A woman suspected of helping kill a former co-worker on the shopping day known as Black Friday in 2014 was found guilty of capital murder Thursday and will spend the rest of her life in prison.
Prosecutors called Carter Carol Cervantez the mastermind of a murder/robbery plot involving thousands of dollars.
Cervantez, who entered the courtroom shackled and looking frail, had testified that she had no knowledge of her co-worker’s killing, was asleep when it took place and was forced by her boyfriend to participate in a robbery.
But prosecutors said not only did Cervantez help plan and participate in the murder of Ashlea Harris, an assistant manager at the store where Cervantez and her live-in boyfriend, Clarence David Mallory, once worked, but that the two were also planning to rob their previous employer’s store in Abilene.
Chuck Cassity, Harris’ stepfather, read from a victim impact statement written by Harris’ mother and other relatives. After the verdict was read to a packed courtroom, Cassity said that the family, which has several members serving in law enforcement, has been waiting for justice to take its course and will return when Mallory’s trial takes place.
“What I would like to say is for every one of the last remaining days of your life, I want you to suffer as much as Ashlea did on the final day of her life,” Cassity said.
Police have said they believe that Cervantez, 27, and Mallory, 21, beat and bound Harris and then set her body on fire to steal her keys to the store so that they could take the store’s cash.
Harris’ body was found Nov. 28, 2014, in her apartment, tied at the ankles and wrists, facedown at the foot of her bed, which was blackened by fire.
Tarrant County prosecutor Kevin Rousseau told the court Thursday that Cervantez and Mallory were planning to rob the American Eagle Outfitters Abilene Mall store, just like they had robbed the Hulen Mall American Eagle store that August.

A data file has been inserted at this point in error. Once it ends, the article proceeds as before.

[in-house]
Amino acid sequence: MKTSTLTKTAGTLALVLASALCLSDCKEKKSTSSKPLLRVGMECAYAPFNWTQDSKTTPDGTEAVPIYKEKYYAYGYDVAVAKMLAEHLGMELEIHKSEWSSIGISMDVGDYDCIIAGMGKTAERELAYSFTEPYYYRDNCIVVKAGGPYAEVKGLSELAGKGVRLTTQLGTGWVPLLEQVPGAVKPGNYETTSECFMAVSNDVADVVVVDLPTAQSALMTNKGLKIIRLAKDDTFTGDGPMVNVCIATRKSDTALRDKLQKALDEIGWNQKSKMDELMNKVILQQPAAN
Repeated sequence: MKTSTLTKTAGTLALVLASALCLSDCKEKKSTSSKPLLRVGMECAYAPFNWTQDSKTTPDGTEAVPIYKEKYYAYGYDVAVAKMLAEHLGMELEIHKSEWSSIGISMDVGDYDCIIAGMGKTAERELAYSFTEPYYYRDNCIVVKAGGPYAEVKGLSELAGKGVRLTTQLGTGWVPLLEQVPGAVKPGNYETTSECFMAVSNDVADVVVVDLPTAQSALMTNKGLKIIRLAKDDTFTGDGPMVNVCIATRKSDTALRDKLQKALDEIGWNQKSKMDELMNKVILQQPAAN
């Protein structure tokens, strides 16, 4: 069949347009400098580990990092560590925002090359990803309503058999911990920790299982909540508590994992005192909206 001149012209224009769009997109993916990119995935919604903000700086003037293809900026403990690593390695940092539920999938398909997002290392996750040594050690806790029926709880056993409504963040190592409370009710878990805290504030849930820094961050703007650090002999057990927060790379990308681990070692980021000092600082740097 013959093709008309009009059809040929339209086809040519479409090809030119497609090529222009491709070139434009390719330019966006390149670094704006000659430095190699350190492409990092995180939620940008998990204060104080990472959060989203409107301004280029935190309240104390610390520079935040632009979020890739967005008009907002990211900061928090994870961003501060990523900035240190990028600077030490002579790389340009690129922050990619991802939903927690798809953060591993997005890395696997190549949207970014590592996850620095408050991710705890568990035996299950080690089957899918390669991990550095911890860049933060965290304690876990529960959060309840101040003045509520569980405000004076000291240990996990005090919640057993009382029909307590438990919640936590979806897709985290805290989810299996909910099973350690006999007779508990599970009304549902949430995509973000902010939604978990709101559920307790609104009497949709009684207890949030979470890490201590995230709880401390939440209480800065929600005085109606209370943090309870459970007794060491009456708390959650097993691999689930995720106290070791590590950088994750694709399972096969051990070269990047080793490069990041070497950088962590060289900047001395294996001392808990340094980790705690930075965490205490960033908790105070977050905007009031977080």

“There was extensive planning,” Rousseau said. “And this rebuts the defense’s theory that she was not acting on her will alone.”
Cervantez testified Thursday that she believed her boyfriend was having a sexual relationship with an assistant manager at the American Eagle Outfitters in Abilene. Prosecutors presented evidence that Cervantez took pictures of the assistant manager’s car and planned to slash one of her tires.
Rousseau said that Cervantez, who testified Wednesday that she was raped when she did not do what Mallory wanted, manipulated Mallory. It was not, as Cervantez suggested during her testimony, the other way around, Rousseau said.
“I’m not letting Mallory off the hook,” Rousseau said. “I will prosecute David Mallory. But he’s not the first man to be manipulated by an older woman.”
Cell tower data
An investigator testified that phone traffic between Cervantez and her boyfriend showed that they were staking out the Abilene store more than two weeks before Harris was slain.
Mark Sedwick, a digital analyst with the FBI’s Dallas office, testified Thursday that data from cell towers show that Cervantez and Mallory were near the Abilene mall on Nov. 11, 2014, when they sent incriminating text messages.
In a text message about 10:45 p.m. that day, Mallory wrote to Cervantes, “There’s no way this place doesn’t have a back door.”
Then Cervantez responded by text: “I haven’t seen the little [American Eagle] manager come back out. Maybe I just missed him.”
Shortly before 6 p.m. the next day, Cervantez texted Mallory that she had found the back door. “It comes out really close to the only location with cameras,” she added.
“Well, that’s what the masks are for,” he replied.
Mallory, who appeared in the courtroom briefly Thursday to plead the Fifth Amendment, is also charged with capital murder. His trial is pending.
Because prosecutors are not seeking the death penalty against either defendant, Cervantez was automatically sentenced to life in prison without the possibility of parole.
During his closing arguments, defense attorney Steve Gordon said that several people convicted by juries have now been exonerated and that the jury in this case should be concerned about the quality of the evidence that was presented.
“If the intent to murder Ashlea was developed by Mr. Mallory and some others, would it be smart, would it be wise to bring along someone who could have been blown away by a strong breeze?” Gordon asked, referring to his client’s slight stature.
Bill Ray, who also represented Cervantez, said that out of more than 400 exhibits filed by prosecutors with the court, none place Cervantez inside Harris’ apartment when she was killed.
“The state cannot prove that Cervantez was in that room or that she got David Mallory to go in that room,” Ray told jurors. “That is the question that we have you in here to answer.”
During his closing arguments, Rousseau told the jury that Cervantez had a lot of lies to remember. Jurors had an important but not terribly difficult decision to make, Rousseau said, and should know when they are being lied to.
“For a person who is capable of beating someone to death and strangling them in their own home, lying is not a big deal,” Rousseau said.